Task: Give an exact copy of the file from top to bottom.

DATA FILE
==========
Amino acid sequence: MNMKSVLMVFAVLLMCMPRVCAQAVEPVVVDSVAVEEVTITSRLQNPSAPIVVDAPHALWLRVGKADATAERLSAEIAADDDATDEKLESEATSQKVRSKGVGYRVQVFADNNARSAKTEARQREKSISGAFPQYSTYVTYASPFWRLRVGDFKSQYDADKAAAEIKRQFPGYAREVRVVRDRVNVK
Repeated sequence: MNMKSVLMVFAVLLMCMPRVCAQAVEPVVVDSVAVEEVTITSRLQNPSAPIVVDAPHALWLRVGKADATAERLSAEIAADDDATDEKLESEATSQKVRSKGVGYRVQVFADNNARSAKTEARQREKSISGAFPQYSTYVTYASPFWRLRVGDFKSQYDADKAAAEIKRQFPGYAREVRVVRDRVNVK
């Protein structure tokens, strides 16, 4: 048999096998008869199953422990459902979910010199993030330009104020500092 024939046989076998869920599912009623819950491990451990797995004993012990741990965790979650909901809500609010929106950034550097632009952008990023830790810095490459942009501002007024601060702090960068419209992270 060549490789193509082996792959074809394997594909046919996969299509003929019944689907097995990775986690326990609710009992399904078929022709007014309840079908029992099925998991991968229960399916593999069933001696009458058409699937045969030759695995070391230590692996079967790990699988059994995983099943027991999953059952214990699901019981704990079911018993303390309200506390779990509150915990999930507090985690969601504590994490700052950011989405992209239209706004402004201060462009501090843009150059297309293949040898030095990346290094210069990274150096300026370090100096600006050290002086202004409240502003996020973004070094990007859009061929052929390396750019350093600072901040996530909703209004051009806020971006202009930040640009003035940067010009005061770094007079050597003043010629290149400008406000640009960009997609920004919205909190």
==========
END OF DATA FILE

Amino acid sequence: MNMKSVLMVFAVLLMCMPRVCAQAVEPVVVDSVAVEEVTITSRLQNPSAPIVVDAPHALWLRVGKADATAERLSAEIAADDDATDEKLESEATSQKVRSKGVGYRVQVFADNNARSAKTEARQREKSISGAFPQYSTYVTYASPFWRLRVGDFKSQYDADKAAAEIKRQFPGYAREVRVVRDRVNVK
Repeated sequence: MNMKSVLMVFAVLLMCMPRVCAQAVEPVVVDSVAVEEVTITSRLQNPSAPIVVDAPHALWLRVGKADATAERLSAEIAADDDATDEKLESEATSQKVRSKGVGYRVQVFADNNARSAKTEARQREKSISGAFPQYSTYVTYASPFWRLRVGDFKSQYDADKAAAEIKRQFPGYAREVRVVRDRVNVK
């Protein structure tokens, strides 16, 4: 048999096998008869199953422990459902979910010199993030330009104020500092 024939046989076998869920599912009623819950491990451990797995004993012990741990965790979650909901809500609010929106950034550097632009952008990023830790810095490459942009501002007024601060702090960068419209992270 060549490789193509082996792959074809394997594909046919996969299509003929019944689907097995990775986690326990609710009992399904078929022709007014309840079908029992099925998991991968229960399916593999069933001696009458058409699937045969030759695995070391230590692996079967790990699988059994995983099943027991999953059952214990699901019981704990079911018993303390309200506390779990509150915990999930507090985690969601504590994490700052950011989405992209239209706004402004201060462009501090843009150059297309293949040898030095990346290094210069990274150096300026370090100096600006050290002086202004409240502003996020973004070094990007859009061929052929390396750019350093600072901040996530909703209004051009806020971006202009930040640009003035940067010009005061770094007079050597003043010629290149400008406000640009960009997609920004919205909190």